These changes created a massive owner’s suite. Just aft of the master, the VIP has two sofas, a bed, desk and en suite, so it can be used as an office or an extra bedroom. The master itself has a bed on the centreline and a his-and-hers bathroom forward, finished in white Calacatta marble. Tankoa always proposes for the owner’s cabin to have foldable terraces, and in the case of Olokun they opted for one on each side, complemented by opening windows to let the breeze through. The master is a darkened cocoon, with black ceilings and floors contrasted with a white headboard and linens on the bed, and light oak furniture.
Olokun’s interior decor is minimal with clean lines, no frills and a high contrast between black, oak and bright white soft goods. Rodriguez was inspired by Japanese design, “the simplicity, along with its discretion in its colours, shapes and structure”, he says. “I wanted to achieve clarity through the elimination of the non-essential, leaving only the essential.”
Casa Dio designed all the custom-made indoor and outdoor furniture for the yacht. Though minimalist in appearance, the furniture and interiors were designed with comfort in mind, and what Rodriguez finds comfortable and calming at the moment is a subdued colour scheme of charcoal and black mixed with open-grain natural oak and smooth, honed stone.
Paszkowski, meanwhile, says he met the yard’s brief for “outdoor entertaining spaces as large and as comfortable as possible on every deck, with an interior that preserves its purpose of offering shelter without losing its connection to the sea”. To achieve the latter, gunwales on the main deck were lowered to allow for panoramic views when guests are seated in the main saloon, where white sofas are paired with Casa Dio Makotto coffee tables made from Calacatta stone with strong black veins.
Throughout Olokun, the dark walls are balanced with white Loro Piana soft goods, with cashmere throws, wool and cashmere rugs and interior furniture fabrics in Loro Piana’s “absolute white” twill. The walls won’t stay blank for long, as the owner has a curated collection of art specifically for this project that has yet to be installed. What won’t be joining the art, however, is the distraction of any televisions – there are none in the shared living spaces or the owner’s cabin. “The owner doesn’t like televisions, so you don’t have them in the yacht except in the guest cabins,” says Mazza. “He said, ‘When I’m on board, I want to enjoy the yacht and go swimming. I’m not going to stay inside and look at a TV.’” The bridge deck also forgoes an upper saloon-cum-cinema layout, as is popular on many yachts today. Instead, aft of the bridge is a black-walled formal dining room that opens out onto an even larger dining table of the aft bridge deck.
But the owner’s cabin, main saloon and upper deck saloon all have wiring for televisions to be installed in the future. Tankoa pushed for this sort of future-proofing that would prime Olokun for easy resale or to be used for charter one day. A good example of this can be seen on the lower deck. The owner travels with his own 15-metre chase boat and has no intention to use this space as a garage. So rather than creating a dual-purpose garage/beach club as on previous S501 yachts, Olokun’s garage is outfitted purely as a luxury space clad in teak. But hidden behind the wood are the foundations for a functional garage, with a crane as well as a cradle for a seven-metre tender.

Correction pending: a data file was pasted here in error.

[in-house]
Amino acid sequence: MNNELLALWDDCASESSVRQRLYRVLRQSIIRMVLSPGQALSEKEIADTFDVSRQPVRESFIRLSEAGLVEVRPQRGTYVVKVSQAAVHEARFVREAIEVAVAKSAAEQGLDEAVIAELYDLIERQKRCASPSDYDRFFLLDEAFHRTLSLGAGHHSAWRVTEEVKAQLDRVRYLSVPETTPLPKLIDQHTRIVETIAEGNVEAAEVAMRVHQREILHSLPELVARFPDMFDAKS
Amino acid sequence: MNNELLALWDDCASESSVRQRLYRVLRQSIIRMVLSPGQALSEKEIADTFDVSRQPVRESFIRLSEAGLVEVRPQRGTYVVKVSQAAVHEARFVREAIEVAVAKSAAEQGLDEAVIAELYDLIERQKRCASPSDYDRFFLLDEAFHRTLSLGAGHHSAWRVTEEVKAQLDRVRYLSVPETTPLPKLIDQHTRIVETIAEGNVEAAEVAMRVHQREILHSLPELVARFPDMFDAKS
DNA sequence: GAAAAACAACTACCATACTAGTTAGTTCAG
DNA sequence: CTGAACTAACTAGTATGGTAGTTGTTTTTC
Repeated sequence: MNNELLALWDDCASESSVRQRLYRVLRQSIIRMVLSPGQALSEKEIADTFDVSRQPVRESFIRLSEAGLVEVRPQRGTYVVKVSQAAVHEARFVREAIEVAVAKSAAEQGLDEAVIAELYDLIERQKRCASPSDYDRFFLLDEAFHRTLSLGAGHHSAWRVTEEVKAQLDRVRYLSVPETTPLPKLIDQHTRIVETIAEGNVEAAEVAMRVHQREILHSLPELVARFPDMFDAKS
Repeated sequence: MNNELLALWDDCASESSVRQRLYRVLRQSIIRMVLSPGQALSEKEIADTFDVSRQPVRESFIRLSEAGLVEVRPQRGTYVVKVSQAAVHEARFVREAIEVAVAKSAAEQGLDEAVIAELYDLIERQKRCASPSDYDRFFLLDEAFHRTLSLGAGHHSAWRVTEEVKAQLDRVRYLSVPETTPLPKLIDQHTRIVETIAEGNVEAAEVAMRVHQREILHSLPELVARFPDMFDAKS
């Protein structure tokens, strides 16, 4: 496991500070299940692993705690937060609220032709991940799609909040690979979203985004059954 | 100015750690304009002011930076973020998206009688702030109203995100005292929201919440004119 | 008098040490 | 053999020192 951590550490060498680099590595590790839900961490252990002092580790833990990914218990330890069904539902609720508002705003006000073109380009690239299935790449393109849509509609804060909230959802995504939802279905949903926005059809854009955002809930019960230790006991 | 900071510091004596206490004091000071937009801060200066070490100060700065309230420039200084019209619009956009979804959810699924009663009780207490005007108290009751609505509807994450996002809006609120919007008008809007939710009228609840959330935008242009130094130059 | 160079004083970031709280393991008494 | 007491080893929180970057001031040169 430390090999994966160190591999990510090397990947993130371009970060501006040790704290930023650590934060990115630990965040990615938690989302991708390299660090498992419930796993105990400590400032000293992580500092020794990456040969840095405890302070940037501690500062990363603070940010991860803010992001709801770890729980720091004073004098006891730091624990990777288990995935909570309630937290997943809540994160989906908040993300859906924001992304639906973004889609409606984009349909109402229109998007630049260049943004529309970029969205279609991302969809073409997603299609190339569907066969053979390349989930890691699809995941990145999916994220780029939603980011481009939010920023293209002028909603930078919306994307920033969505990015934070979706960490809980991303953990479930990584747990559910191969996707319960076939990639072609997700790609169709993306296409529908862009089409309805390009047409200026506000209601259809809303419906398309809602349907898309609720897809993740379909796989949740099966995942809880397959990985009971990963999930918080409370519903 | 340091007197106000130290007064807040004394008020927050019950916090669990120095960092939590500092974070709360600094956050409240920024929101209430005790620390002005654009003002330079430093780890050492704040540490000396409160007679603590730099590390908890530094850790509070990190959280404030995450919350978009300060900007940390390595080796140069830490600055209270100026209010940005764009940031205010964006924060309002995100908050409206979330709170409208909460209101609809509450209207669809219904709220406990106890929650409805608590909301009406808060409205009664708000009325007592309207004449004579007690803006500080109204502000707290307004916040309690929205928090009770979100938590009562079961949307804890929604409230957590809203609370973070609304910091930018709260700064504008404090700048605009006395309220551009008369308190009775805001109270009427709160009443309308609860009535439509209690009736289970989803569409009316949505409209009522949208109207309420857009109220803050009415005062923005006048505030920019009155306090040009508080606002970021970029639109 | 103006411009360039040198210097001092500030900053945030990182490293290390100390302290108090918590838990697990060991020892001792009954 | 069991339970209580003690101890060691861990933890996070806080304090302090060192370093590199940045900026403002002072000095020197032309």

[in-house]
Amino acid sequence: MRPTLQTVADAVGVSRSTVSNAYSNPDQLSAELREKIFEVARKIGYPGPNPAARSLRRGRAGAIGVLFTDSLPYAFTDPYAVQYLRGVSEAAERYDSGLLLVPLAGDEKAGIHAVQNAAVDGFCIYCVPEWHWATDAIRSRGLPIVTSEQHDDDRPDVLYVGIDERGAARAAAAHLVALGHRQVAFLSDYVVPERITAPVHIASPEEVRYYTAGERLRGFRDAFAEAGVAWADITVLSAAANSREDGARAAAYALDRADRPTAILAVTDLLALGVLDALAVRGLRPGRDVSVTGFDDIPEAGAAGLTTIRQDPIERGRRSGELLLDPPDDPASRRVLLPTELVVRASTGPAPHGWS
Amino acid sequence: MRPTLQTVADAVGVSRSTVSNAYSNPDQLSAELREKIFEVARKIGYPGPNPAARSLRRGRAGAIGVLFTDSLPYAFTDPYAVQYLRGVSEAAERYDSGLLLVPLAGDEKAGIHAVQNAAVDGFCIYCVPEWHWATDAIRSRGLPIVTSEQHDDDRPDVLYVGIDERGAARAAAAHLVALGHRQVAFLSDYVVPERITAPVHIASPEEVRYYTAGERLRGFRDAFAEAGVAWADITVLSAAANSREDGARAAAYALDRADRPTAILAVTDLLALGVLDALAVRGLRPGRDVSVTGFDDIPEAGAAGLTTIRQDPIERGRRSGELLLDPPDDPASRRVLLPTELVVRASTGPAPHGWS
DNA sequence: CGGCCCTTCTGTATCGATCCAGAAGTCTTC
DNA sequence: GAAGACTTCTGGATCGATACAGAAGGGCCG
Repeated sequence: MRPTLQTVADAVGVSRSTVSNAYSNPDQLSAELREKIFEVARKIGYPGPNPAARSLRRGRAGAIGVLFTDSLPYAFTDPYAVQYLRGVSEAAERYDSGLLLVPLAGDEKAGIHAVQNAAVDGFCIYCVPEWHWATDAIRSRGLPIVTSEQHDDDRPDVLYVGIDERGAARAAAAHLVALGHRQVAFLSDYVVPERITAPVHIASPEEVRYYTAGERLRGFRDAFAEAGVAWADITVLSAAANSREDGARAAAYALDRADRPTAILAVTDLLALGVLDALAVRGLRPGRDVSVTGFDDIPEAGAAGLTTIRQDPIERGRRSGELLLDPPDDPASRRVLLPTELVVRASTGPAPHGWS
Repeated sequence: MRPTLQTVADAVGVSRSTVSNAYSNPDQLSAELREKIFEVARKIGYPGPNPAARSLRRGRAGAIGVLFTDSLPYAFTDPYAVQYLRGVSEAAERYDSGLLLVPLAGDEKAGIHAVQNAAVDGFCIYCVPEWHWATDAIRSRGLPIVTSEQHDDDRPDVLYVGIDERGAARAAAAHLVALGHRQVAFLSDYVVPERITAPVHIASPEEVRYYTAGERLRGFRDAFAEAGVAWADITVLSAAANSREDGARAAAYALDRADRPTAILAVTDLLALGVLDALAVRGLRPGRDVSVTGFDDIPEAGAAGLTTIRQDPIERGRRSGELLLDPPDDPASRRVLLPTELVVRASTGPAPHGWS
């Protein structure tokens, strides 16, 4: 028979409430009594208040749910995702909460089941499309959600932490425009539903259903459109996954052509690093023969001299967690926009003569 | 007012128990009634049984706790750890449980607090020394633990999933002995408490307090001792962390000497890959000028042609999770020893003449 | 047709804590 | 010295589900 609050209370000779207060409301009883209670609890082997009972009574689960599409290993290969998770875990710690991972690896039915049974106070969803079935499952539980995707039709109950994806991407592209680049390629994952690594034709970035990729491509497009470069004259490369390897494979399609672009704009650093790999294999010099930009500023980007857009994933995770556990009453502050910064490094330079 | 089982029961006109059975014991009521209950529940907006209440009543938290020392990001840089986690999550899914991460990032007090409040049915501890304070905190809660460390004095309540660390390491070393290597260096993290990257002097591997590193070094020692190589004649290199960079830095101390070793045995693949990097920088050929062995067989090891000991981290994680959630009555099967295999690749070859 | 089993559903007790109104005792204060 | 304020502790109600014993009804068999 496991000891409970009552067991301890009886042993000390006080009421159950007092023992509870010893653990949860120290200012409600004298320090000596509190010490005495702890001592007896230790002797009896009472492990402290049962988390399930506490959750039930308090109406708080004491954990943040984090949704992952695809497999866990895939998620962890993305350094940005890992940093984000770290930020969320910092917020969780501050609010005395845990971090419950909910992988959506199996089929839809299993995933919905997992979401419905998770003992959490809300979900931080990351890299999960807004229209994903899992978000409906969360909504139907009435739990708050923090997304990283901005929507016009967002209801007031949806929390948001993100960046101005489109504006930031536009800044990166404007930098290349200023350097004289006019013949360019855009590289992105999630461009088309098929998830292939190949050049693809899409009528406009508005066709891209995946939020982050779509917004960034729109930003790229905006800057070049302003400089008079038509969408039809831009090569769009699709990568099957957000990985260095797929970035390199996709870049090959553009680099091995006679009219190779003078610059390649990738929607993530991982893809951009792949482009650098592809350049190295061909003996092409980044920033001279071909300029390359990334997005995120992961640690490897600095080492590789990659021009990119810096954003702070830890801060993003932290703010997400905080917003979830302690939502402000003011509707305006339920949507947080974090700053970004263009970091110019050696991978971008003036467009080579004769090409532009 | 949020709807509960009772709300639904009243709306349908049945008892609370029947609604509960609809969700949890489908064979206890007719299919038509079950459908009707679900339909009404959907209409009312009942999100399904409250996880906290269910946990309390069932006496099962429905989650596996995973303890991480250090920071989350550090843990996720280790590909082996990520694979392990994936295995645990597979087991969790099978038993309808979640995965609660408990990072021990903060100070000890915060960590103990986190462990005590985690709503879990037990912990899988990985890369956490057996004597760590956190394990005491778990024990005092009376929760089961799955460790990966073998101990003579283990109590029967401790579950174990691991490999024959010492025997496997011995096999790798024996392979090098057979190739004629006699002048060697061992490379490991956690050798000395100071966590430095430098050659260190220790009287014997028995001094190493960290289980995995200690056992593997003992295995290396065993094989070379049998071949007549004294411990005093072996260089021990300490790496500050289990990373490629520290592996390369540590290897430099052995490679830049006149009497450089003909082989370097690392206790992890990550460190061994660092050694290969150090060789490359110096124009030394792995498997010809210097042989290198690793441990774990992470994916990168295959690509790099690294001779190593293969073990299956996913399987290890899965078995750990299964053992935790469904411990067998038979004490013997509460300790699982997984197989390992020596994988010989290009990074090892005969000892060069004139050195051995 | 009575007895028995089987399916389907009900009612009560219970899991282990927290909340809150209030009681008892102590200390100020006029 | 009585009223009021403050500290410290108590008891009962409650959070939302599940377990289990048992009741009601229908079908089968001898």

“The client wanted a larger beach club, but we told them to think about resale – you won’t sell the boat if you don’t have a garage,” says Mazza. The transom of the beach club folds out to create a wide swim platform, which can be adorned with plush grey chaises shaded by black umbrellas. The beach club is complemented by other grand areas for outdoor entertaining on board, such as the large forward bow lounge and the sundeck with a spa pool, bar and table for al fresco dining.
Because of Covid-19 and travel rules changing day by day, the owner didn’t come to the yard as often as he might have. The lack of yard visits was made up for with plenty of Zoom tours, as well as meetings in London, where Casa Dio has an office, when it was allowed. Unfortunately, the owner couldn’t even make Olokun’s launch but he was “extremely thrilled” to see the final product, says Rodriguez. “It was truly a wonderful experience watching his reaction. Getting to watch the emotions of the owner seeing this project come to life after an entire design process is one of the main reasons why I enjoy what I do.” Olokun’s owners will spend their first season in the Med, then the yacht will likely go to Florida and the Caribbean for the winter season. One can imagine how the black walls will perfectly frame the brilliant blue waters of these lower-latitude cruising grounds.
Mazza is satisfied that Tankoa was able to do something completely different with Olokun. “The interior design is very particular; some people like it a lot, while other people say it’s too clean,” says Mazza. As for the “particular” interior, Rodriguez makes absolutely no apologies. This isn’t a boat meant to appeal to the masses, but to suit the tastes of her owner alone. “So many boats are cut and paste. Do you want someone else’s taste or do you want something made just for you?”